talent development across your organisation
Talent management is not just a mechanism for securing future leaders. It is ‘the art of having the right people in the right jobs at the right time’, and an integral part of closing skills gaps throughout organisations.
‘Talent’ can be defined as people with the potential to make a difference to performance either short or long-term. Many organisations now look at the talents of all their employees to develop their strengths and contributions (see also ‘developing future talent’ in chapter 14).
However, this view is not shared by all: Development Dimensions International – a consultancy – found that many organisations make the mistake by spreading limited resources across all employees, while those who concentrate on developing high-performance leaders and employees who create value for the organisation, achieve better returns.
On the other hand, talent management that focuses on ‘the few’ can be damaging to overall employee development needs and engagement. For this group, development reviews should be inclusive, accessible and focused on developing capability as a whole.
Talent management in this wider sense is generally supported by on-the-job training, e-learning and internal knowledge-sharing, with an increased capacity for coaching and mentoring. Employee development can also involve drawing up personal development plans to improve performance, setting out actions to meet development needs or, for SMEs, secondments to other companies (suppliers, for example) to gain experience.
Responsibility for talent development lies with the organisation’s leaders. What gets in the way, according to a recent study by PDI Ninth House, is lack of time – leaders feel the need to demonstrate strategic thinking and show strong business acumen – and a lack of a development culture. The report suggests senior managers who want to create a culture of talent development should:
act as a role model – show your own need to learn and how you do it
reinforce the value of learning – ask what your staff want to accomplish, where the skills gaps are and celebrate the outcome and learning when a task is completed
build a sustainable process to support development – coach your people, ensure everyone knows which areas need improvement and develop career tracks for high-potential employees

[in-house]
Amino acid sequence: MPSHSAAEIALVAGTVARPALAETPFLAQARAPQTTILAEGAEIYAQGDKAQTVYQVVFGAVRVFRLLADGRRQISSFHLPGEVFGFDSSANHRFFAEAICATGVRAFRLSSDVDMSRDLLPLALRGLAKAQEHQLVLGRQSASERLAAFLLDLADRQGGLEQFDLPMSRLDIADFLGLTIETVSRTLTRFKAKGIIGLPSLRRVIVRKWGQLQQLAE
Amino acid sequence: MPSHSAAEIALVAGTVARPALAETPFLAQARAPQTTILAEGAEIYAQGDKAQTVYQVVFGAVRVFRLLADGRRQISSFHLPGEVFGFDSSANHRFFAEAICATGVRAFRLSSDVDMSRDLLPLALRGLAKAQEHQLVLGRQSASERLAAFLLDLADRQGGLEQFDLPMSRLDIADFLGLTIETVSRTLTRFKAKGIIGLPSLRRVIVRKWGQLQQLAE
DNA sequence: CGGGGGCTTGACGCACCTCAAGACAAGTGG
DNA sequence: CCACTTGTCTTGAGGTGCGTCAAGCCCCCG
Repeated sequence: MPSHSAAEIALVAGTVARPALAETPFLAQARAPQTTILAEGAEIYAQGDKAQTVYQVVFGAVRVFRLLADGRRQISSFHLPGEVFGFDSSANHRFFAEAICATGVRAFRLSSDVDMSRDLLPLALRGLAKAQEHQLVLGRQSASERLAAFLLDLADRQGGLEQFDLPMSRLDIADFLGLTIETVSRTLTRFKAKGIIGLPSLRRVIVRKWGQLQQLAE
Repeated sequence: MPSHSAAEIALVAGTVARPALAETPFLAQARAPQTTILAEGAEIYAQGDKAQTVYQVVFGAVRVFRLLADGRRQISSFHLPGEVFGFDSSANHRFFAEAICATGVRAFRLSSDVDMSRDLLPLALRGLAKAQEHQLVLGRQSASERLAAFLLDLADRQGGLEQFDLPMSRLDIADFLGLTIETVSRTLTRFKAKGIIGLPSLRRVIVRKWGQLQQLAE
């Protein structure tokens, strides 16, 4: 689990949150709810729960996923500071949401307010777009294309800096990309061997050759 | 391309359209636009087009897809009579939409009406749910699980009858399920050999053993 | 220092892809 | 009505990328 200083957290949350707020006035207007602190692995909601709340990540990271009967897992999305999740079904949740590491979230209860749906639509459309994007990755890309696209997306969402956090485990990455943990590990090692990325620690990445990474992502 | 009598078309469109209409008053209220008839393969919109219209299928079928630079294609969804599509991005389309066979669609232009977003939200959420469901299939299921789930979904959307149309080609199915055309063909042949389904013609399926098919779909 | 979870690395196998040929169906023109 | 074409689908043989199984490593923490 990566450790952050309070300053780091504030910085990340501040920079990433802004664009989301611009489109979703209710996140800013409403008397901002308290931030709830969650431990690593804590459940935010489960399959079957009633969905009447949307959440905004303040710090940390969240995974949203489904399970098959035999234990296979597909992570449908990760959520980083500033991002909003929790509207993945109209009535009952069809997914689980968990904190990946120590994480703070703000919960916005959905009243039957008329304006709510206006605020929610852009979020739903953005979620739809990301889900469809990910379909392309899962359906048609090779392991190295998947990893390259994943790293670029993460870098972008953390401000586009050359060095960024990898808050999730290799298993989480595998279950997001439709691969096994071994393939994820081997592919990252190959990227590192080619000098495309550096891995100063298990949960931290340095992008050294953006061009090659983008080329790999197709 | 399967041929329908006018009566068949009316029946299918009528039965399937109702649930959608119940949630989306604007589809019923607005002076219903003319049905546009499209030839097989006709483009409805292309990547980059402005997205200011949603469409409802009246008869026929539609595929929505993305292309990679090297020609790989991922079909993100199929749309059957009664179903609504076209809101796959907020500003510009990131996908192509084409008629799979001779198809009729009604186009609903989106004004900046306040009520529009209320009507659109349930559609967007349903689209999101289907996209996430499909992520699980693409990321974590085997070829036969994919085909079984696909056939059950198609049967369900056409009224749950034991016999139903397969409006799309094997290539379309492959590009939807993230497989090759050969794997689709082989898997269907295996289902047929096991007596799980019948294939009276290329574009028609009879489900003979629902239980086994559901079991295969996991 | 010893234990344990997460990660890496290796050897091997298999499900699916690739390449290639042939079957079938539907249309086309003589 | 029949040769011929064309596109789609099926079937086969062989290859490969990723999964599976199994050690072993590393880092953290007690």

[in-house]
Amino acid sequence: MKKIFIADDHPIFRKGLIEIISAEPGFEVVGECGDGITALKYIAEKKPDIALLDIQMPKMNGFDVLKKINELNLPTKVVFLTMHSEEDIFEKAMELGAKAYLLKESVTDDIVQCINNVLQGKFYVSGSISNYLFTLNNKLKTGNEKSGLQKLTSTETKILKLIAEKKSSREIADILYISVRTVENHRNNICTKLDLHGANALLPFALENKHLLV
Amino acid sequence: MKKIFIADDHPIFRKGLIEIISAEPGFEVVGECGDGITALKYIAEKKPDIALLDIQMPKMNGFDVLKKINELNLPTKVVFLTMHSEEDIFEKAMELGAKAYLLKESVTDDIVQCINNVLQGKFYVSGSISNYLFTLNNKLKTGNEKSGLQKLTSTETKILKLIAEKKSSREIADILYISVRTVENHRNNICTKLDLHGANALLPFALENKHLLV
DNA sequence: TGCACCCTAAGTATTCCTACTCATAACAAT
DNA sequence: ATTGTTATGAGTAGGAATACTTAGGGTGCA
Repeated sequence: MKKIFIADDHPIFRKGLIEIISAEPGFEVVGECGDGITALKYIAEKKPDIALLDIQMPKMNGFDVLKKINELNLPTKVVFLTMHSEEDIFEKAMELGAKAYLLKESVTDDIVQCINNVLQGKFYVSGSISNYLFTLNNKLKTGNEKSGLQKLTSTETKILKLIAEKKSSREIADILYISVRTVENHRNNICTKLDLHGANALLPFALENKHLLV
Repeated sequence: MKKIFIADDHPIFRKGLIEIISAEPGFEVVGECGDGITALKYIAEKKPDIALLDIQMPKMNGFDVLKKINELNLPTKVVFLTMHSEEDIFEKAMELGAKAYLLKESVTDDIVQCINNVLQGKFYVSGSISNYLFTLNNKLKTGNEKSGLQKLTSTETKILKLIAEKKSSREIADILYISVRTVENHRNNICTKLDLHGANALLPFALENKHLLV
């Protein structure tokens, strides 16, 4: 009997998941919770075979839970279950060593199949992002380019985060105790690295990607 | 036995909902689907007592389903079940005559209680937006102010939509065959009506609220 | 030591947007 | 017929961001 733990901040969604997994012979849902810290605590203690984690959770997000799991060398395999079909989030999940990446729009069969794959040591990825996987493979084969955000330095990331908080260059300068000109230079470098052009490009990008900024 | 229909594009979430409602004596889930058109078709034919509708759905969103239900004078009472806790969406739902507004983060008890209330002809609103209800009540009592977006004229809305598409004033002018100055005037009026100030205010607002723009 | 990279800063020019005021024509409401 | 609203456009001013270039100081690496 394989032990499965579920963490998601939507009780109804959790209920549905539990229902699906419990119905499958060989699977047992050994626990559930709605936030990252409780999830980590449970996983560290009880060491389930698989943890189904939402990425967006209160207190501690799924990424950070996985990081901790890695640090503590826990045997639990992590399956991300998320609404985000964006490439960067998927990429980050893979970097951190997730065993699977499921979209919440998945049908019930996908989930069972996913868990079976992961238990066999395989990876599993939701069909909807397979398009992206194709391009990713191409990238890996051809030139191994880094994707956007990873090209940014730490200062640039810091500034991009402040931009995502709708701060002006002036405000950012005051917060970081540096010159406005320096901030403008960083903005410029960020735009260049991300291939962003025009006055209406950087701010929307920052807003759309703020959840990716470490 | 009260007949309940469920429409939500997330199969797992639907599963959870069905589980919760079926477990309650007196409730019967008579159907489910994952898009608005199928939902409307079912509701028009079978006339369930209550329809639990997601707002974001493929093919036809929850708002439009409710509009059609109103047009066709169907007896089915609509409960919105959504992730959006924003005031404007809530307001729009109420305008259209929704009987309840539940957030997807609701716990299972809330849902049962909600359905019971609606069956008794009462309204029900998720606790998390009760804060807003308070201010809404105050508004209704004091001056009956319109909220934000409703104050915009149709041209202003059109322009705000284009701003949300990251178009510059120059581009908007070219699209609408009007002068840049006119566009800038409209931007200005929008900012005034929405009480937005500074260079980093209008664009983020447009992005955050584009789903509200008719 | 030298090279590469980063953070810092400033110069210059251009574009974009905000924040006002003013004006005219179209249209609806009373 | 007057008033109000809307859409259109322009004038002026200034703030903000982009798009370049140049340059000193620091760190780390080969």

reinforce shared values – link everyday tasks with the organisation’s values
use problems as opportunities for learning – create a culture where mistakes, up to a point, are accepted and can be learnt from.
learning and development for SMEs
In smaller companies, perhaps more than large organisations, the consequence of every decision can be keenly felt by employees. The method of training for and sharing soft skills must be backed up by good knowledge of its impact. Targeted conversations, which can be quite emotive, and communicating feedback, are just two key areas using soft skills, but the manner of delivery is of high importance for constructive learning.
In an environment of digital technology, robotics and automation, employers are realising that hard skills are far easier to automate than soft skills like communication, empathy, creativity and leadership. A range of soft skills can be learned, however, to ensure your workforce is well-equipped to work cohesively.
As the workforce ages and several generations come together in the same workplace, an entirely new set of skills is required for effective co-working, collaboration, problem-solving and two-way mentoring. Among members of the Australian workforce, creativity and problem solving are now rated considerably higher than communication and presentation skills. The latter are what used to be termed ‘soft skills’; now the soft skills of complex problem-solving, critical thinking, listening and perseverance in a supportive work culture, are backing up productivity and becoming the key attributes of successful organisations.